Innovative and surprising, controversial or self-reflective, the films included in this Official Section offer a new perspective on the state of cinema. Despite the interconnected overwhelming new order of things, what drew us were the filmmakers who looked inwards for their stories. From a window to the world outside, the cinema that interested us was the one dealing with livelihoods. Many films we chose exude intimacy and come from first-person experiences, memories, and personal anxieties. Our comforting familiarity has changed and made us realize nothing can be taken for granted. While shooting what they knew, the directors from the Official Section reflected in a collective mirror, where we can all look at and reflect upon ourselves.
With few exceptions, the films we gathered ruminate on family bonds, reshaping the traditional roles and responding to everyday challenges. From the political essays questioning the system to pandemic dramas introducing the youngsters to the voracity of capitalism, internet culture, and attention economy, the program emphasizes the need for human connection in response to the fragmentation of social interactions. The emerging filmmakers have chosen a fictional approach for their subjects, delivering a crisis of fatherhood through interconnected stories and the loss of a family member employing thriller tropes.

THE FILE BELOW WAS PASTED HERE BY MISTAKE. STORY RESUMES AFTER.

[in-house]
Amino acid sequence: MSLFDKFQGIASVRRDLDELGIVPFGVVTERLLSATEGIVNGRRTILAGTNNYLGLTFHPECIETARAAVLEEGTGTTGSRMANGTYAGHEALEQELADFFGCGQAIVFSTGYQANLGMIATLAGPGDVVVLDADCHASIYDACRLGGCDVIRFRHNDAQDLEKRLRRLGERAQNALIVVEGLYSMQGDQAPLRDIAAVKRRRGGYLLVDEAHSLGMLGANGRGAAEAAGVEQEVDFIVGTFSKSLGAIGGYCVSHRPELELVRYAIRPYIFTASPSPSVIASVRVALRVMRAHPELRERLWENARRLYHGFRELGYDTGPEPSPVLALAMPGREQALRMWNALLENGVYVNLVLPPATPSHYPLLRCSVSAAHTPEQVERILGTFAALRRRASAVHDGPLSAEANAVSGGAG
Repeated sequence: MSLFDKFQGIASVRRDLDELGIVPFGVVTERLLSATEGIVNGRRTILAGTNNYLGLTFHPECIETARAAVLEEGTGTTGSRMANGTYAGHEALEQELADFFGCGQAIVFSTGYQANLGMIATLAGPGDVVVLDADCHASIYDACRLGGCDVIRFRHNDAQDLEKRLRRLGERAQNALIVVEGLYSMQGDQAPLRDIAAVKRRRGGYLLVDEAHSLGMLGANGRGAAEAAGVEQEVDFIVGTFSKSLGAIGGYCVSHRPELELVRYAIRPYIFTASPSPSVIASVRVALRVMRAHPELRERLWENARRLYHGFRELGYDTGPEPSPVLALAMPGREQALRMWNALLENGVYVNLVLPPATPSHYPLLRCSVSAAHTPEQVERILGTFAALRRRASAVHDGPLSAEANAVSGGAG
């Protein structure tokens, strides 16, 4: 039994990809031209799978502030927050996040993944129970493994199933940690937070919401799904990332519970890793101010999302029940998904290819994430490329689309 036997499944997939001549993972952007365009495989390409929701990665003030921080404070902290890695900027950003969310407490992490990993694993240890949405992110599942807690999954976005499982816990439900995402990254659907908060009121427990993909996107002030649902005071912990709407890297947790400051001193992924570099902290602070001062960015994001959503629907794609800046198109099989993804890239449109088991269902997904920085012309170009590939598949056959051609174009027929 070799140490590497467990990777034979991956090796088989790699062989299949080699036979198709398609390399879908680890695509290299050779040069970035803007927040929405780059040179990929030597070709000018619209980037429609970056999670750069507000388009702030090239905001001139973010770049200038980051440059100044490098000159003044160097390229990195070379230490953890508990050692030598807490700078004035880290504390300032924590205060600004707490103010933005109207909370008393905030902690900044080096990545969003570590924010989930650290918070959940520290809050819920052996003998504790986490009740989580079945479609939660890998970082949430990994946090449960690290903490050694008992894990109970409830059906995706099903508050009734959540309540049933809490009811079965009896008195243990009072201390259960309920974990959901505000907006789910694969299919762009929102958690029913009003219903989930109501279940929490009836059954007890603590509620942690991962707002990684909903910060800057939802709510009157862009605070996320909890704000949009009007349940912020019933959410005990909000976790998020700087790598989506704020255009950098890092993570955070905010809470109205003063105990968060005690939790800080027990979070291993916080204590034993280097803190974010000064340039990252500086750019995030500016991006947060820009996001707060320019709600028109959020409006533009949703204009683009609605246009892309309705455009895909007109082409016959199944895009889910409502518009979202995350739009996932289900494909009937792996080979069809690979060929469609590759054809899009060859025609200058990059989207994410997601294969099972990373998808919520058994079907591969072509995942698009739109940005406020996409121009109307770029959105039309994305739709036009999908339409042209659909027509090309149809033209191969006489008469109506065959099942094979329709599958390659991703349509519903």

Other works we discovered engage in the practice of navigating and second-guessing the norms, exploring transgenerational trauma by creating films that function as profound acts of resistance, giving voice to those who lack it. Moving at ease between documentary and fiction are also the titles that question the device of scriptwriting and the conventions of depicting reality, permeating closeness to reveal the limits of testimony and the relativisation of the real.
In response to the alienation of interactions, the nonfiction cinema, a landmark of our program, contemplated upon the ways humanity alters its course. Conceptually eco-critical and bewitching photography imagine alternative modes of existence. Films that examine our historical accountability and propose an alternative experience of cinema. And last, there are the films that humorously reclaim the right to live on our terms, whether that means contributing or purposefully not to a productive-driven society. It’s a program of films in conversation with one another, hoping to do what cinema ultimately does: bringing us together.
The Middle Ages
Geographies of Solitude
Children of the Mist